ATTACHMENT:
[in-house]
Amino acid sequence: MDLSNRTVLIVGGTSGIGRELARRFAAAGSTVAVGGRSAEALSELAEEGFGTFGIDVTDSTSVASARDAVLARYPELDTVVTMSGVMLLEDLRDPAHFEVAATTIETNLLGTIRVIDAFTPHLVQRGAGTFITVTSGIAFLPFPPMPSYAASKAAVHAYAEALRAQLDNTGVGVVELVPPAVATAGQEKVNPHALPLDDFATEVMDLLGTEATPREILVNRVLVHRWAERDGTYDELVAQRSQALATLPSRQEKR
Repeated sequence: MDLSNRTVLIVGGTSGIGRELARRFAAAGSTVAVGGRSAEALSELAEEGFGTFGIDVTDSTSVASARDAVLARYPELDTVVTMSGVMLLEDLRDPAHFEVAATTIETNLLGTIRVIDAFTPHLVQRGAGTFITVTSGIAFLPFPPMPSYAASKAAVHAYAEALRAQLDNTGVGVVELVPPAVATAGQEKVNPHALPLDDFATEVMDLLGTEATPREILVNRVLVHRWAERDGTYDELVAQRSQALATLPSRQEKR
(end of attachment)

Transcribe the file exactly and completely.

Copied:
[in-house]
Amino acid sequence: MDLSNRTVLIVGGTSGIGRELARRFAAAGSTVAVGGRSAEALSELAEEGFGTFGIDVTDSTSVASARDAVLARYPELDTVVTMSGVMLLEDLRDPAHFEVAATTIETNLLGTIRVIDAFTPHLVQRGAGTFITVTSGIAFLPFPPMPSYAASKAAVHAYAEALRAQLDNTGVGVVELVPPAVATAGQEKVNPHALPLDDFATEVMDLLGTEATPREILVNRVLVHRWAERDGTYDELVAQRSQALATLPSRQEKR
Repeated sequence: MDLSNRTVLIVGGTSGIGRELARRFAAAGSTVAVGGRSAEALSELAEEGFGTFGIDVTDSTSVASARDAVLARYPELDTVVTMSGVMLLEDLRDPAHFEVAATTIETNLLGTIRVIDAFTPHLVQRGAGTFITVTSGIAFLPFPPMPSYAASKAAVHAYAEALRAQLDNTGVGVVELVPPAVATAGQEKVNPHALPLDDFATEVMDLLGTEATPREILVNRVLVHRWAERDGTYDELVAQRSQALATLPSRQEKR